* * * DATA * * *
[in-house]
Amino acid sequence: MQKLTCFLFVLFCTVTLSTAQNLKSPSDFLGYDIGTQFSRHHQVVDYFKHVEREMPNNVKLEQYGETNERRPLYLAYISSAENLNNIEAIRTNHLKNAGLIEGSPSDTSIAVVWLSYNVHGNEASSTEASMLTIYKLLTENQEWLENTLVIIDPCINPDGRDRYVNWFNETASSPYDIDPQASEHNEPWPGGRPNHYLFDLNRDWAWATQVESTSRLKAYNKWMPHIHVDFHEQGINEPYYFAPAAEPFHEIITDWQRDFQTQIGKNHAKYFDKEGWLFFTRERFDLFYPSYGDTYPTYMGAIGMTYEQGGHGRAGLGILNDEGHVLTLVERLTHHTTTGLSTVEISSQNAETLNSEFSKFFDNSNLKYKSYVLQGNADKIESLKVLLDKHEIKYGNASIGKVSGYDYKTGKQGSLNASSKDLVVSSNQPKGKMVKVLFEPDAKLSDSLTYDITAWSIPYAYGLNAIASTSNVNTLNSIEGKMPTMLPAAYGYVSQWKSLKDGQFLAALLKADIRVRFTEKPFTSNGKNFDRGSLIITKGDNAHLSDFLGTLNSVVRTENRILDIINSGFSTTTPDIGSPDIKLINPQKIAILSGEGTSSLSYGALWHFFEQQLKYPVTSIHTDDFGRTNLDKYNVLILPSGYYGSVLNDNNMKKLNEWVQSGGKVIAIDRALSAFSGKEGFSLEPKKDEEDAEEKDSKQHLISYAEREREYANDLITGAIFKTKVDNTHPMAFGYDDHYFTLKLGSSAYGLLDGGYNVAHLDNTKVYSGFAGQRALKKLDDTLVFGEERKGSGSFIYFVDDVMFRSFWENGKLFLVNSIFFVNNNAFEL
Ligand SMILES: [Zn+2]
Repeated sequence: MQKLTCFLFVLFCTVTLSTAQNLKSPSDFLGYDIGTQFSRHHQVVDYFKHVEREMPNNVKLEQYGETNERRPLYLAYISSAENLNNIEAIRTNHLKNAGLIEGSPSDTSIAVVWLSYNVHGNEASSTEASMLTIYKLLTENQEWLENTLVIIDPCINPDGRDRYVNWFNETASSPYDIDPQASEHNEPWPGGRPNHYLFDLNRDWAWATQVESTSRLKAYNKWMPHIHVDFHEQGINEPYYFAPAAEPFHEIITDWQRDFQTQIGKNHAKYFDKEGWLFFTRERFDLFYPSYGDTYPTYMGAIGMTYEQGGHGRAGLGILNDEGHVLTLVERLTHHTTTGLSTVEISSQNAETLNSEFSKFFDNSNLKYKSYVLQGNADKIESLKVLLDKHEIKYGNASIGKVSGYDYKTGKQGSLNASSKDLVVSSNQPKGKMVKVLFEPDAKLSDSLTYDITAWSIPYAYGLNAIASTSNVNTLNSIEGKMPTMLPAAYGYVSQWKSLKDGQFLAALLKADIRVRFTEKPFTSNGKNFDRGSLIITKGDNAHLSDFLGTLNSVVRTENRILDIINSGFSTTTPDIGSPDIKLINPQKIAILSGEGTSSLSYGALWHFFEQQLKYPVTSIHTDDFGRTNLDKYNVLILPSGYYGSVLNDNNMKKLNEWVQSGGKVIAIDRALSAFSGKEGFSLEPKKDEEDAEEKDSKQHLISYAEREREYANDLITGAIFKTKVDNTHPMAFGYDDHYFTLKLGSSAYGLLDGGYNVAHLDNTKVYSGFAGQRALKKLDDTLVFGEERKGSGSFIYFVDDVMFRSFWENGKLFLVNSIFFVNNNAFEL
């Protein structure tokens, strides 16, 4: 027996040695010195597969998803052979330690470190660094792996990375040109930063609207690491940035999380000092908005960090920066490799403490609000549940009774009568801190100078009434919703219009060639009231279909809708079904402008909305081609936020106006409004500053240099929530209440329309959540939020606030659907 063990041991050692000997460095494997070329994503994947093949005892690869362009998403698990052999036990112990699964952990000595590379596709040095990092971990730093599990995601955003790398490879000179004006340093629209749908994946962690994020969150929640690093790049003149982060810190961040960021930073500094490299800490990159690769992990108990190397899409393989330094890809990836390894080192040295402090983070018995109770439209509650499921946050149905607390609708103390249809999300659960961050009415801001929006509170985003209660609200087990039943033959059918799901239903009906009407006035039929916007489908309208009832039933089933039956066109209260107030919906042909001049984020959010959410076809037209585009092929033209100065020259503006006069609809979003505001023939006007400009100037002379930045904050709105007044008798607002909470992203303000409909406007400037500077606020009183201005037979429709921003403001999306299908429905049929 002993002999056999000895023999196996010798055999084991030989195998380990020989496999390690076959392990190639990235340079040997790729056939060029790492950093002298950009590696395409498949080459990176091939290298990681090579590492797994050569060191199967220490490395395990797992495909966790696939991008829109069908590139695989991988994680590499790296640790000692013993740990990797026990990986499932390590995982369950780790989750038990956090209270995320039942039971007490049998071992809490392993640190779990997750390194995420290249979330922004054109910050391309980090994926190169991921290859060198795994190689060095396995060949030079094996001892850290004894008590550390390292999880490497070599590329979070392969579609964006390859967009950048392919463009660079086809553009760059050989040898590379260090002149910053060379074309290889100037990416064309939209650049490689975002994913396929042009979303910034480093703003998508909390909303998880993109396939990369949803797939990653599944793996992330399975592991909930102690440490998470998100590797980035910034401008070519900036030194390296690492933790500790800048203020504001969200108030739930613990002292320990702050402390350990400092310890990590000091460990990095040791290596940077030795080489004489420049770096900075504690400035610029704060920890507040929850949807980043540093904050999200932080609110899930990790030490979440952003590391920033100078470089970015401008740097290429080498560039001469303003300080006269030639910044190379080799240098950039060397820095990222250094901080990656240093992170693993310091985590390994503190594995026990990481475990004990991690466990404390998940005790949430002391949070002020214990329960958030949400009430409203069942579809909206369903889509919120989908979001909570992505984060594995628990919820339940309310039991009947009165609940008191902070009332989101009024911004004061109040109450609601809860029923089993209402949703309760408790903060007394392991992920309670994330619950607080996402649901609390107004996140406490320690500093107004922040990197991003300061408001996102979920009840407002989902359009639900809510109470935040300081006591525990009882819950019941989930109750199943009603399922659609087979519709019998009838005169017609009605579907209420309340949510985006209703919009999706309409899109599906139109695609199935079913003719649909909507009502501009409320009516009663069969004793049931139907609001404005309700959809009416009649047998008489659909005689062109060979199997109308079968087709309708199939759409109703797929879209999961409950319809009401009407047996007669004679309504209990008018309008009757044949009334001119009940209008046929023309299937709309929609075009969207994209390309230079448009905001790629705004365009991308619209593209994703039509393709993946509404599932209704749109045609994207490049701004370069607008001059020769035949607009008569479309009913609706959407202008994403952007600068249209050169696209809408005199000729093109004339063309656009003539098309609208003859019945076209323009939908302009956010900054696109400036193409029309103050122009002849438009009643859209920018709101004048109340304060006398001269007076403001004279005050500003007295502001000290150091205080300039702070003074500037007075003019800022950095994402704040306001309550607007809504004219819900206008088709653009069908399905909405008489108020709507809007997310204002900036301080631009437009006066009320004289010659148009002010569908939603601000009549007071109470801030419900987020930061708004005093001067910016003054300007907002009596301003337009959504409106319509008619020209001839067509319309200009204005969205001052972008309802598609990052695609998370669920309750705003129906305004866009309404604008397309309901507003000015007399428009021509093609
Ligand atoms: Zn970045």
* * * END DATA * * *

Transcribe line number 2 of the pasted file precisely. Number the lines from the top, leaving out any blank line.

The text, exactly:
Amino acid sequence: MQKLTCFLFVLFCTVTLSTAQNLKSPSDFLGYDIGTQFSRHHQVVDYFKHVEREMPNNVKLEQYGETNERRPLYLAYISSAENLNNIEAIRTNHLKNAGLIEGSPSDTSIAVVWLSYNVHGNEASSTEASMLTIYKLLTENQEWLENTLVIIDPCINPDGRDRYVNWFNETASSPYDIDPQASEHNEPWPGGRPNHYLFDLNRDWAWATQVESTSRLKAYNKWMPHIHVDFHEQGINEPYYFAPAAEPFHEIITDWQRDFQTQIGKNHAKYFDKEGWLFFTRERFDLFYPSYGDTYPTYMGAIGMTYEQGGHGRAGLGILNDEGHVLTLVERLTHHTTTGLSTVEISSQNAETLNSEFSKFFDNSNLKYKSYVLQGNADKIESLKVLLDKHEIKYGNASIGKVSGYDYKTGKQGSLNASSKDLVVSSNQPKGKMVKVLFEPDAKLSDSLTYDITAWSIPYAYGLNAIASTSNVNTLNSIEGKMPTMLPAAYGYVSQWKSLKDGQFLAALLKADIRVRFTEKPFTSNGKNFDRGSLIITKGDNAHLSDFLGTLNSVVRTENRILDIINSGFSTTTPDIGSPDIKLINPQKIAILSGEGTSSLSYGALWHFFEQQLKYPVTSIHTDDFGRTNLDKYNVLILPSGYYGSVLNDNNMKKLNEWVQSGGKVIAIDRALSAFSGKEGFSLEPKKDEEDAEEKDSKQHLISYAEREREYANDLITGAIFKTKVDNTHPMAFGYDDHYFTLKLGSSAYGLLDGGYNVAHLDNTKVYSGFAGQRALKKLDDTLVFGEERKGSGSFIYFVDDVMFRSFWENGKLFLVNSIFFVNNNAFEL